I appeal to you, brothers, in the name of our Lord Jesus Christ, that all of you agree with one another so that there may be no divisions among you and that you may be perfectly united in mind and thought.
1 Corinthians 1:10

This is what we’re to strive for. To be perfectly united in mind and thought requires more than just good teaching. It means that I’m spending time in the presence of the Holy Spirit. As I allow the mind of Christ to take over my life, I’m setting the stage for the unity of the Spirit.

The more you and I begin to think like Christ, the more unity we’ll walk in. This is how the fellowship and unity of Christ can be manifest in His people. Make that your goal as we minister together for the Lord.

Question: What must I do to yield to the Holy Spirit?

© 2021 Nick Zaccardi

 
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Posted by on October 25, 2021 in Fellowship, Ministry, Relationships, The Church

 

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Online Christians

Online Christians

We’re continuing our study through the book of Romans. In this section, he’s dealing with the way believers who think differently should relate to each other.

We like to think that our opinion is right about questionable issues. That’s especially true if we grew up in a church where we heard the same thing preached for our whole life. We get pretty ingrained in our ways.

Paul makes it clear in Romans that it’s more about love, and less about what I think is right. Here’s the verses that we looked at over the last couple of posts. It’s a good review.

Let us therefore make every effort to do what leads to peace and to mutual edification. Do not destroy the work of God for the sake of food. All food is clean, but it is wrong for a man to eat anything that causes someone else to stumble. It is better not to eat meat or drink wine or to do anything else that will cause your brother to fall.

Romans 14:19-21

We need to be careful to look out for each other. We can’t trample others down with our opinions. As a matter of fact, Paul makes a bold statement. We really need to take it to heart in this generation. Especially when it comes to what we say on social media.

So whatever you believe about these things keep between yourself and God. Blessed is the man who does not condemn himself by what he approves.

Romans 14:22

Wow! If ever anybody needed to hear this, it’s us. The way a lot of believers act on social media is an embarrassment to the body of Christ.

Remember, Paul is speaking here about those gray areas of life. Yes, I know that you think that your way is the best, but love has to be the bottom line.

Do you believe something? That’s wonderful. But in a spiritual setting, keep your politics to yourself. That is, unless you were asked about it.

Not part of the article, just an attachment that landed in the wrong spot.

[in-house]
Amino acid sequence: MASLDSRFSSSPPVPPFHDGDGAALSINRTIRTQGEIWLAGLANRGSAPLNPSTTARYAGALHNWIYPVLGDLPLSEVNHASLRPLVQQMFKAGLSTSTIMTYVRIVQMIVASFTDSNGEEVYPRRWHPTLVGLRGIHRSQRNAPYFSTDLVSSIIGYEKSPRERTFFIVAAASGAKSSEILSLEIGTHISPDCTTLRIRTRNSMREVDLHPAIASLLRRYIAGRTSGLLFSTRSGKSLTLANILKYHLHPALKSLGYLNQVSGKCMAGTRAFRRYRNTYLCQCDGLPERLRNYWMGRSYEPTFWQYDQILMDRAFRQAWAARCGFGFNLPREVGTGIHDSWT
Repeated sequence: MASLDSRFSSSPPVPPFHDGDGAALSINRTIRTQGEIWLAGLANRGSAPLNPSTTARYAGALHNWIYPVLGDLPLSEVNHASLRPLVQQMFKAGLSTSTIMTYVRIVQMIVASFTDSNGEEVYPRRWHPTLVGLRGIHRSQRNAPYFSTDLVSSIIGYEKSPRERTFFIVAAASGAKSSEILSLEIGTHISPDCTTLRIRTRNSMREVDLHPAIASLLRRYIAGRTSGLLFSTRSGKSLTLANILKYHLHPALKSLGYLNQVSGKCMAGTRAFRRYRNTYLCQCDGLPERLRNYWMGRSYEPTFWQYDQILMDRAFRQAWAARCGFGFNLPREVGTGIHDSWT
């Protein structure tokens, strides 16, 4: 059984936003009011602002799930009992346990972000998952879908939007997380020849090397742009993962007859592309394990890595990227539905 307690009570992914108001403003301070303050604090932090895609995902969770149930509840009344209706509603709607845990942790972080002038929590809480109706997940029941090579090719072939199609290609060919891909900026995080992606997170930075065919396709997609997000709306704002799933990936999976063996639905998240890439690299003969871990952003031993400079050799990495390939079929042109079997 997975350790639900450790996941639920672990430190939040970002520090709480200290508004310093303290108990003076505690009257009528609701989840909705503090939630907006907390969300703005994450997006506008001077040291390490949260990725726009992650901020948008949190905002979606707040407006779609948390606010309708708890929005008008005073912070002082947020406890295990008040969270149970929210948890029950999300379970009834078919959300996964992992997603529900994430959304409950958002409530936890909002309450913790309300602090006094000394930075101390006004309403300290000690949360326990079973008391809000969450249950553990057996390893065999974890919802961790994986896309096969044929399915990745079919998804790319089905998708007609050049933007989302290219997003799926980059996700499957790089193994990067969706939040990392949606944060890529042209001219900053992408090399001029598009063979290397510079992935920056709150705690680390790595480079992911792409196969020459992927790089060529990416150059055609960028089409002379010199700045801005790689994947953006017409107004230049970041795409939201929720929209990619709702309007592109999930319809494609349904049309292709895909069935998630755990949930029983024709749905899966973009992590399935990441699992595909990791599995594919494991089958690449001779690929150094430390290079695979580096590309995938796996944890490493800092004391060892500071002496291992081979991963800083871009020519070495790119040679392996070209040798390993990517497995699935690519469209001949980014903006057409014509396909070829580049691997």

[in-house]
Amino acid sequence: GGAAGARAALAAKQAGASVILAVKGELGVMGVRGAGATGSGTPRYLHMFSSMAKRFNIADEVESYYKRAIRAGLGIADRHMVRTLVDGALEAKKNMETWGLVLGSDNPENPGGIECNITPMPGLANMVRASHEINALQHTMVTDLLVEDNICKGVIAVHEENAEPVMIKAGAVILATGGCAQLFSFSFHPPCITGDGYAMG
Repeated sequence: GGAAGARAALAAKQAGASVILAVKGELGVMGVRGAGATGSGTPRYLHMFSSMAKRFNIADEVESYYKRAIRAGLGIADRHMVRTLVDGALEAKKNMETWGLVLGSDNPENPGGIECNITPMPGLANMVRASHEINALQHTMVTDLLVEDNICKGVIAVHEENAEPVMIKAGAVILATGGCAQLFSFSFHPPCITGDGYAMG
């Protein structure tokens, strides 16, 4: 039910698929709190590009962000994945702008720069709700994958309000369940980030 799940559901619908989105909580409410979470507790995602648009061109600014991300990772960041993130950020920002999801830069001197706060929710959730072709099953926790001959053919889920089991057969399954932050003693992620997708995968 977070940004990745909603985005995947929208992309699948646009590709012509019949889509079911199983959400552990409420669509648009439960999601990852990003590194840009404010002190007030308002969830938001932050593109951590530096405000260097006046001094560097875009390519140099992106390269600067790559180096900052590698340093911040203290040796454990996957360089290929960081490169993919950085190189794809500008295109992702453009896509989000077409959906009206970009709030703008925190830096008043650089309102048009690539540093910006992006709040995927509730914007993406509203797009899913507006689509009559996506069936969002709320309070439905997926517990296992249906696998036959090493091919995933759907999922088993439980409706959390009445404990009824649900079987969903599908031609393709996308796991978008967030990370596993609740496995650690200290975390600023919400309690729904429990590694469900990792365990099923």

There are some real “hot button” issues out there today. I know it.

“You should wear a mask.” “You shouldn’t wear a mask.”

“You should get a vaccine.” “Don’t get a vaccine.”

I have seen these issues turn into belligerent shouting matches between Christians. We resort to belittling and name-calling. All for what? Because we think we’re right.

Remember, I’m not saying this, the Apostle Paul, inspired by the Holy Spirit, did. “Whatever you believe about these things keep between yourself and God.”

It’s time for us to stop attacking each other and focus on the work of the kingdom. Stop preaching your brand of politics, and start preaching Jesus.

Paul literally says, don’t allow yourself to be condemned by what you approve. This is condemnation from an outside source. The world is watching us and thinks that there’s no change when you come to Christ. We act just like them.

But the man who has doubts is condemned if he eats, because his eating is not from faith; and everything that does not come from faith is sin.

Romans 14:23

Here’s the other side of the coin. Don’t put yourself in a position to be condemned. If you don’t feel you should be doing something, and you do it because you saw someone else do it, for you it’s sin. This person is condemned because of a lack of faith.

Paul is telling us that everything that does not originate from our faith, misses the mark. Paul concludes this with the following statement.

We who are strong ought to bear with the failings of the weak and not to please ourselves. Each of us should please his neighbor for his good, to build him up. For even Christ did not please himself but, as it is written: “The insults of those who insult you have fallen on me.”

Romans 15:1-3

Simply put, it’s not about pleasing ourselves. It’s about edifying, building up, the body of Christ. This verse tells us that Christ took all of our insults. How much worse is it, if I ridicule a brother in Christ and Christ has to bear it?

Question: How should a believer act when they’re online?

© 2021 Nick Zaccardi

 
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Posted by on October 20, 2021 in Faith, Relationships, Spiritual Walk, The Church

 

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Building Up the Body of Christ

Building Up the Body of Christ

We’re continuing to go through the book of Romans. Paul is dealing with how we treat one another, especially those who are weaker in the faith. We must be careful not to bring hurt into their lives.

Let us therefore make every effort to do what leads to peace and to mutual edification.